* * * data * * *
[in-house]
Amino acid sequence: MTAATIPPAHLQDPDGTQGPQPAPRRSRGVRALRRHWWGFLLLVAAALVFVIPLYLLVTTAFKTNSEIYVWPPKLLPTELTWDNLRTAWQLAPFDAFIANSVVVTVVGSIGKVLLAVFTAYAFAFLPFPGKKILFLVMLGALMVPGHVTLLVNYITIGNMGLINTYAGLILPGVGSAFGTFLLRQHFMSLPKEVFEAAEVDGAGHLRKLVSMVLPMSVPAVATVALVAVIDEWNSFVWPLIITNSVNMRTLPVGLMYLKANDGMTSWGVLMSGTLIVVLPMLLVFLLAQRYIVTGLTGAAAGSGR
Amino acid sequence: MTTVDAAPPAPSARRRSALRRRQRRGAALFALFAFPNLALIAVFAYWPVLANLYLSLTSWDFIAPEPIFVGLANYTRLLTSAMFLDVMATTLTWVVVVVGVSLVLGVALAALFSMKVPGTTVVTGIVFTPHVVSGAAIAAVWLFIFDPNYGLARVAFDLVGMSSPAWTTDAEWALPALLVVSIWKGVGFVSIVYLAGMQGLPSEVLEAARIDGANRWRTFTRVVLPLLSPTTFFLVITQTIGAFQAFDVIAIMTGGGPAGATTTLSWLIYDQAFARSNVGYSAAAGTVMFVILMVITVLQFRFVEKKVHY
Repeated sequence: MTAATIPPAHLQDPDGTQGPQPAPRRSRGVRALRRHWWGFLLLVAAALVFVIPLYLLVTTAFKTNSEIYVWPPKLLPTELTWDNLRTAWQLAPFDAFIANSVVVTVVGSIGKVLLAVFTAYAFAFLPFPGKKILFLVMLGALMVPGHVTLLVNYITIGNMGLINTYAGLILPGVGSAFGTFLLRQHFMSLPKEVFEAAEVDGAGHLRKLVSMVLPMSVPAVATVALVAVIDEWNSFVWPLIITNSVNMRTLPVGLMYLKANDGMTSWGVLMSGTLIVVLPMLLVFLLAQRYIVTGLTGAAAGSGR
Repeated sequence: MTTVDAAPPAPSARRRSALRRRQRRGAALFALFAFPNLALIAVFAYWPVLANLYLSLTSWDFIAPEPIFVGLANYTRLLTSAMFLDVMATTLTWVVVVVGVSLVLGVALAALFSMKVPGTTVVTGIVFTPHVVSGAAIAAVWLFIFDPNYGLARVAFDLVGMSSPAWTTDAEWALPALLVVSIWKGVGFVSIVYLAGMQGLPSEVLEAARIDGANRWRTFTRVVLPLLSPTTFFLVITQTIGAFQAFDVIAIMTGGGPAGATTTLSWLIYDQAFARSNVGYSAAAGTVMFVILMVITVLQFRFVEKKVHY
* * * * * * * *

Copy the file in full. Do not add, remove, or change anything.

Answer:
[in-house]
Amino acid sequence: MTAATIPPAHLQDPDGTQGPQPAPRRSRGVRALRRHWWGFLLLVAAALVFVIPLYLLVTTAFKTNSEIYVWPPKLLPTELTWDNLRTAWQLAPFDAFIANSVVVTVVGSIGKVLLAVFTAYAFAFLPFPGKKILFLVMLGALMVPGHVTLLVNYITIGNMGLINTYAGLILPGVGSAFGTFLLRQHFMSLPKEVFEAAEVDGAGHLRKLVSMVLPMSVPAVATVALVAVIDEWNSFVWPLIITNSVNMRTLPVGLMYLKANDGMTSWGVLMSGTLIVVLPMLLVFLLAQRYIVTGLTGAAAGSGR
Amino acid sequence: MTTVDAAPPAPSARRRSALRRRQRRGAALFALFAFPNLALIAVFAYWPVLANLYLSLTSWDFIAPEPIFVGLANYTRLLTSAMFLDVMATTLTWVVVVVGVSLVLGVALAALFSMKVPGTTVVTGIVFTPHVVSGAAIAAVWLFIFDPNYGLARVAFDLVGMSSPAWTTDAEWALPALLVVSIWKGVGFVSIVYLAGMQGLPSEVLEAARIDGANRWRTFTRVVLPLLSPTTFFLVITQTIGAFQAFDVIAIMTGGGPAGATTTLSWLIYDQAFARSNVGYSAAAGTVMFVILMVITVLQFRFVEKKVHY
Repeated sequence: MTAATIPPAHLQDPDGTQGPQPAPRRSRGVRALRRHWWGFLLLVAAALVFVIPLYLLVTTAFKTNSEIYVWPPKLLPTELTWDNLRTAWQLAPFDAFIANSVVVTVVGSIGKVLLAVFTAYAFAFLPFPGKKILFLVMLGALMVPGHVTLLVNYITIGNMGLINTYAGLILPGVGSAFGTFLLRQHFMSLPKEVFEAAEVDGAGHLRKLVSMVLPMSVPAVATVALVAVIDEWNSFVWPLIITNSVNMRTLPVGLMYLKANDGMTSWGVLMSGTLIVVLPMLLVFLLAQRYIVTGLTGAAAGSGR
Repeated sequence: MTTVDAAPPAPSARRRSALRRRQRRGAALFALFAFPNLALIAVFAYWPVLANLYLSLTSWDFIAPEPIFVGLANYTRLLTSAMFLDVMATTLTWVVVVVGVSLVLGVALAALFSMKVPGTTVVTGIVFTPHVVSGAAIAAVWLFIFDPNYGLARVAFDLVGMSSPAWTTDAEWALPALLVVSIWKGVGFVSIVYLAGMQGLPSEVLEAARIDGANRWRTFTRVVLPLLSPTTFFLVITQTIGAFQAFDVIAIMTGGGPAGATTTLSWLIYDQAFARSNVGYSAAAGTVMFVILMVITVLQFRFVEKKVHY